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Isracast Weekend Report: Now to Israel's Election Campaign!

Analyst David Essing assesses the special relationship between the U.S. and Israel After President Barak Obama's Victory - at least Netanyahu did not spoil Obama's election chances by ordering an attack on Iran before Nov 6

Isracast also draws some conclusions about clandestine operations against Iran's nuclear weapons project as now revealed by Israel's top leaders

Benyamin Netanyahu, Barack Obama (Official White House Photo by Pete Souza)

 Will Barack Obama now retaliate against Israel for Bibi Netanyahu's betting on Mitt Romney? Netanyahu's rivals are attacking the Prime Minister for acting irresponsibly by showing his preference for the defeated Republican candidate. Although Netanyahu bet and he bet wrong, the issue is unlikely to be a game-changer in Israel's election campaign that has yet to move into top gear for January 22. First Likud and labor must hold their primaries for the party list of candidates and Shimon Peres, Ehud Olmert and Tzipi Livni must decide once and for all whether to throw their hats into the ring. Meanwhile Netanyahu is trying vigorously to repair some of his damaged bridges with Obama with statements like: "I will continue to work with President Obama to protect the security interests of Israeli citizens". And the PM stressed:"The strategic alliance between Israel and the U.S. is stronger than ever'. (In all fairness it should be said that the much maligned Defense Minister Ehud Barak deserves most of the credit for the 'unprecedented' military collaboration between the two countries. Netanyahu often dispatched Barak on special missions to Washington to smooth over the not infrequent tiffs with the White House and keep relations on the rails with the Pentagon. But the overbearing Barak is often his own worst enemy when it comes to Israeli politics and his Independence party might not win even one seat in the election).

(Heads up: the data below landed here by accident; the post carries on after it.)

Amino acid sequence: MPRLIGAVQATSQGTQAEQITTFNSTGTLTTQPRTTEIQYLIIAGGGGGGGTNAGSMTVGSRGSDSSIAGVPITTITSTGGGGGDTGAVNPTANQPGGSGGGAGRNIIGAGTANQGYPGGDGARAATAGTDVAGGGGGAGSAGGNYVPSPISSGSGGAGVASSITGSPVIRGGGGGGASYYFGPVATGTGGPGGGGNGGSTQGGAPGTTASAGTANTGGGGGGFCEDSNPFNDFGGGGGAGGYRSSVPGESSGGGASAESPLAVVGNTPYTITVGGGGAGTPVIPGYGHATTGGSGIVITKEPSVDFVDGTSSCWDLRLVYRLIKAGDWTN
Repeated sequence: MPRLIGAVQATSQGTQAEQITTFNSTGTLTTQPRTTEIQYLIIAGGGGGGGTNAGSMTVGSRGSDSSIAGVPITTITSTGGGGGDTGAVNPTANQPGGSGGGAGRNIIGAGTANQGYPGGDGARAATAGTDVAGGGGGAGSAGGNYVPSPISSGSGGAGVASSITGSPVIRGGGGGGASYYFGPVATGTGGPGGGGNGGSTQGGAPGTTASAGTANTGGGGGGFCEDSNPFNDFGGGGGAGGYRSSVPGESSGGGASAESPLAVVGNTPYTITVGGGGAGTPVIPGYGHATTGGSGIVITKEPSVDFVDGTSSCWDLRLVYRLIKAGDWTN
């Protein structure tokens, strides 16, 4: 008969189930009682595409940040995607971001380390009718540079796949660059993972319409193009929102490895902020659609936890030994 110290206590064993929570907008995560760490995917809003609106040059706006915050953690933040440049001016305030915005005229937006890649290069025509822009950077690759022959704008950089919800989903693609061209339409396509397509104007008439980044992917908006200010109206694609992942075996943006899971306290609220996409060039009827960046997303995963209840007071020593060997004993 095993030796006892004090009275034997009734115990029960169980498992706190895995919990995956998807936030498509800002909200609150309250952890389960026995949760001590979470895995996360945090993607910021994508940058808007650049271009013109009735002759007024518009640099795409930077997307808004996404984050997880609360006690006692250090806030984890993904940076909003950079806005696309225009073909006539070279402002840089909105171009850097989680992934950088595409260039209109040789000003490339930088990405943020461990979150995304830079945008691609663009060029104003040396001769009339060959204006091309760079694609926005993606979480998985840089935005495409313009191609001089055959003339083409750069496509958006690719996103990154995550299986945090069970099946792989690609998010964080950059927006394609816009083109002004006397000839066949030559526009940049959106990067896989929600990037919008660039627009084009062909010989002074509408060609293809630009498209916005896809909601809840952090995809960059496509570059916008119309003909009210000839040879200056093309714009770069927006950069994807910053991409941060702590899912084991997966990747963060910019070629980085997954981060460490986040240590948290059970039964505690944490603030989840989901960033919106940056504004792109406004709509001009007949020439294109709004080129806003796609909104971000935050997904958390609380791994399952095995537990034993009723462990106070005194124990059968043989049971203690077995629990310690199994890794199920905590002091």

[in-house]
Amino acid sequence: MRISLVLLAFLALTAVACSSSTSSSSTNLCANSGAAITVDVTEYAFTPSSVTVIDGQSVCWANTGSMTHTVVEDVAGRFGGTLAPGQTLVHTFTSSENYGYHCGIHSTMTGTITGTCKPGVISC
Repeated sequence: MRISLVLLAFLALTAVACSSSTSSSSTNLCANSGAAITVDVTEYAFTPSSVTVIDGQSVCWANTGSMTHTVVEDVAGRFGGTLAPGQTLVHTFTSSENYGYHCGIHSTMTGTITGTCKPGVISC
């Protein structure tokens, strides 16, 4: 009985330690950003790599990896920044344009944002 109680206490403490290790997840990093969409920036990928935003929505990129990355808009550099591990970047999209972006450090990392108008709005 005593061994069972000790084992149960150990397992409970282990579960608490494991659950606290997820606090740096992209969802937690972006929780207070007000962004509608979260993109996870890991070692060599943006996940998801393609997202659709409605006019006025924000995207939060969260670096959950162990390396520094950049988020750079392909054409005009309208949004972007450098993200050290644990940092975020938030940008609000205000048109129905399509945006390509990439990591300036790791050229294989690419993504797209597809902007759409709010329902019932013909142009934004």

Chicago Mayor Ram Emanuel, a close friend and a former aide to Obama, rejects the idea the U.S. President will now pay back Netanyahu. Emanuel told Israel's Channel 1 TV that he expected Obama to continue the close cooperation with Israel. However the differences between Netanyahu and Obama emanated not only from the Iranian nuclear threat but also the Palestinian peace process. In particular, in his Cairo address to the Arab world the President declared: "Settlements must stop!" Under Obama's pressure, Netanyahu froze building at settlements for ten months while Palestinian President Mahmoud Abbas refused to even come to the table and has sought an imposed settlement by the U.N. To top it off the 'moderate' Abbas had now reunited with genocidal Hamas.

Could Netanyahu and Obama first face-off over recently announced Israeli plans to build new housing units over the 1967 line which has already triggered American criticism? Will this be the first Israeli casualty during Obama's second term? Then there is the $3 billion in military aid that Israel receives annually from the U.S. – might it fall prey to future belt-tightening by the administration. In another theatre, a new round of nuclear negotiations is in the cards between the U.S. and Iran. Netanyahu is convinced Tehran will again try to string along Washington - the Israeli leader, if reelected, has set a deadline of spring or early summer for stopping Iran from producing their first A-Bomb. All these ingredients will provide plenty of ammunition for Israel's election campaign.